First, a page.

I haven't worked with the idea of gift nearly as much as certain other performance artists I know (& love) -- Rajni Shah, for example, or Tim Jeeves. But I do remember how I started to think about these questions. Normally I carry blank postcards around with me, on which to write bits of stimulus for actors -- single words to be combined with other words, or simple task instructions, or more poetic leaping-off points that require a degree of thoughtful interpretation or decoding. One evening in 1999 on my way to rehearsal I couldn't find blank postcards anywhere. I ended up buying some Christmas gift tags instead, in the foyer of the Royal Festival Hall. They were gold-coloured and they said 'peace' on them in lowercase. (I'm sure I wouldn't buy them now. The last thing we need right now is peace.) Writing lyrical prompts and instructions inside gift tags seemed to change everything about those fragments of text, and everything about the responses of the actors who received them. We worked by candlelight, just to create some atmosphere in that old church hall. Warm light, a warm room; warm bodies. Some people took off some of their clothes; I think I suggested that maybe but I don't think I asked for it and anyway I didn't think anyone would.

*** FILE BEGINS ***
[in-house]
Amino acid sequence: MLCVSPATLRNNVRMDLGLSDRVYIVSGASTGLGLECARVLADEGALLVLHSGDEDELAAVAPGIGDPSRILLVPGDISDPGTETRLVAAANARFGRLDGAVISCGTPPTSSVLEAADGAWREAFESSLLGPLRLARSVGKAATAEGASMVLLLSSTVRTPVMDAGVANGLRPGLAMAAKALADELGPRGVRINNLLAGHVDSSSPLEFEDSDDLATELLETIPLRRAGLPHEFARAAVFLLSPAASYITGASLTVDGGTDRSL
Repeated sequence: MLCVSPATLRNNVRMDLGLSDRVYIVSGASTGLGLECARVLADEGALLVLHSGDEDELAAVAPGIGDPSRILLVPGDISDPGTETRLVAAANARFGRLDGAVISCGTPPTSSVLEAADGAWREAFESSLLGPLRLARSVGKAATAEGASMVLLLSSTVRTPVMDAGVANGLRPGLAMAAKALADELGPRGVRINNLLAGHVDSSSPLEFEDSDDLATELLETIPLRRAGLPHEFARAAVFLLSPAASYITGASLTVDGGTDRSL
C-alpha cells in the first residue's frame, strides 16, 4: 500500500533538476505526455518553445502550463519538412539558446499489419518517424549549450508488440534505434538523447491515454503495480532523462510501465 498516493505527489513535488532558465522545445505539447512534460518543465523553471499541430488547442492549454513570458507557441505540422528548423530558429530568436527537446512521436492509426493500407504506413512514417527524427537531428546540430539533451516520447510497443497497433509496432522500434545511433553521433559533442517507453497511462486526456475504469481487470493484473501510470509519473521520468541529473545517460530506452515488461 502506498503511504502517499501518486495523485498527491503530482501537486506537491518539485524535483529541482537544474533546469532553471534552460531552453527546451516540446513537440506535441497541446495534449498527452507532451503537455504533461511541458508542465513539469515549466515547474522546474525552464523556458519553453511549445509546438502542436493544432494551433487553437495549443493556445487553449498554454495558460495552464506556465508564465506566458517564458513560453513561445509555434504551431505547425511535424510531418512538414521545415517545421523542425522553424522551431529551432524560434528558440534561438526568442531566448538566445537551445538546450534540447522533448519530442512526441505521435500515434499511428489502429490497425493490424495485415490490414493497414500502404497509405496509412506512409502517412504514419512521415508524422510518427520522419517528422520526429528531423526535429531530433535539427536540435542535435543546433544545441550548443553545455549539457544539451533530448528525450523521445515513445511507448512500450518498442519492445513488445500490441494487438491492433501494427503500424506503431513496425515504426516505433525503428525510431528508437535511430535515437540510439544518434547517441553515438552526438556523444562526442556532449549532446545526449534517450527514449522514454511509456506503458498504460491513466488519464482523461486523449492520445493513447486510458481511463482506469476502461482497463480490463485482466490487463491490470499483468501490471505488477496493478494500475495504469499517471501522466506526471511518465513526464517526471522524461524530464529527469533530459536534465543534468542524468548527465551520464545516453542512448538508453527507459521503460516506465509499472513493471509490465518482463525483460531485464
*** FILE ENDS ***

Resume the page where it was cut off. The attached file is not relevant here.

I thought the exercise would be a twenty-minute warm-up; in the event it took up the first two hours of our three hour rehearsal. The gift tag prompts became an open invitation, by which I suppose I mean the actors used the cryptic stimulus as license to open up -- to each other, to the situation, to that particular temporary quality of light and heat -- not least what Tim Miller calls "the heat of affiliation". It was tender and thoughtful; erotic, perhaps, in a shimmering way, but as fundamentally safe as anywhere can ever be where change is happening. Somewhere in here, I thought, looking around -- as I so often think, working in theatre with the bravest and kindest of actors -- is how I want to live. Somewhere in here is the other place.

I'm looking around at that rehearsal room, and I'm thinking about you.